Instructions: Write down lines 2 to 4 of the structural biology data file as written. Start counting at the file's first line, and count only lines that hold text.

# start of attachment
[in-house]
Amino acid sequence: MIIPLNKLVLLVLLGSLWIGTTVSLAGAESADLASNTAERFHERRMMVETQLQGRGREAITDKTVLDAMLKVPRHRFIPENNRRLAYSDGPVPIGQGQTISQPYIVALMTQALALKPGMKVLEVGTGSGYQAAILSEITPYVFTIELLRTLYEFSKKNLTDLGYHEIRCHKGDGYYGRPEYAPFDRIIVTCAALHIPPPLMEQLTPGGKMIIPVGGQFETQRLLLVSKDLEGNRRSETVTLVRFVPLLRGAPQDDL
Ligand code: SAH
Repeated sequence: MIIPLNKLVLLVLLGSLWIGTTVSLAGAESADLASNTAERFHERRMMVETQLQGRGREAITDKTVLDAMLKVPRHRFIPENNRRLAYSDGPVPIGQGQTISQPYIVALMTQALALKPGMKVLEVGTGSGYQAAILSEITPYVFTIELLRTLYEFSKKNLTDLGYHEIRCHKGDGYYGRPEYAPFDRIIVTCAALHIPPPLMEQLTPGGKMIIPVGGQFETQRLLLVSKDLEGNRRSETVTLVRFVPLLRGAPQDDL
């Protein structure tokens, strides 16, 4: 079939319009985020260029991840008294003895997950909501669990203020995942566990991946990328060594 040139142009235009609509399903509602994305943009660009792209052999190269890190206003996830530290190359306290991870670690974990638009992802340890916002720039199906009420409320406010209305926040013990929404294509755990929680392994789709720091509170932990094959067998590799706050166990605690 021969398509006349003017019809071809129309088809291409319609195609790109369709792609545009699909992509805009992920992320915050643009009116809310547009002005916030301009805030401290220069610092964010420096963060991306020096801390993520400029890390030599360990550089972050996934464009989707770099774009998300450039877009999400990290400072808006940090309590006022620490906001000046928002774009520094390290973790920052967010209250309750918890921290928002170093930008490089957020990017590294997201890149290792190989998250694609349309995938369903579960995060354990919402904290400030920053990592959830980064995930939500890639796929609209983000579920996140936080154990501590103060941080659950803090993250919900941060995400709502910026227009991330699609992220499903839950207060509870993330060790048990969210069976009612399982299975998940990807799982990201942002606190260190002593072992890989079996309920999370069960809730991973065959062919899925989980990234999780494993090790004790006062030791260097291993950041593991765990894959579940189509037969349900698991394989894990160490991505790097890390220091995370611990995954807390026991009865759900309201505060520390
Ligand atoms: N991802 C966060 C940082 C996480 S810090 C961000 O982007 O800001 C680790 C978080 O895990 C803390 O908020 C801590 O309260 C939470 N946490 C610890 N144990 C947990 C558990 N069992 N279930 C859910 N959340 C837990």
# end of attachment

Amino acid sequence: MIIPLNKLVLLVLLGSLWIGTTVSLAGAESADLASNTAERFHERRMMVETQLQGRGREAITDKTVLDAMLKVPRHRFIPENNRRLAYSDGPVPIGQGQTISQPYIVALMTQALALKPGMKVLEVGTGSGYQAAILSEITPYVFTIELLRTLYEFSKKNLTDLGYHEIRCHKGDGYYGRPEYAPFDRIIVTCAALHIPPPLMEQLTPGGKMIIPVGGQFETQRLLLVSKDLEGNRRSETVTLVRFVPLLRGAPQDDL
Ligand code: SAH
Repeated sequence: MIIPLNKLVLLVLLGSLWIGTTVSLAGAESADLASNTAERFHERRMMVETQLQGRGREAITDKTVLDAMLKVPRHRFIPENNRRLAYSDGPVPIGQGQTISQPYIVALMTQALALKPGMKVLEVGTGSGYQAAILSEITPYVFTIELLRTLYEFSKKNLTDLGYHEIRCHKGDGYYGRPEYAPFDRIIVTCAALHIPPPLMEQLTPGGKMIIPVGGQFETQRLLLVSKDLEGNRRSETVTLVRFVPLLRGAPQDDL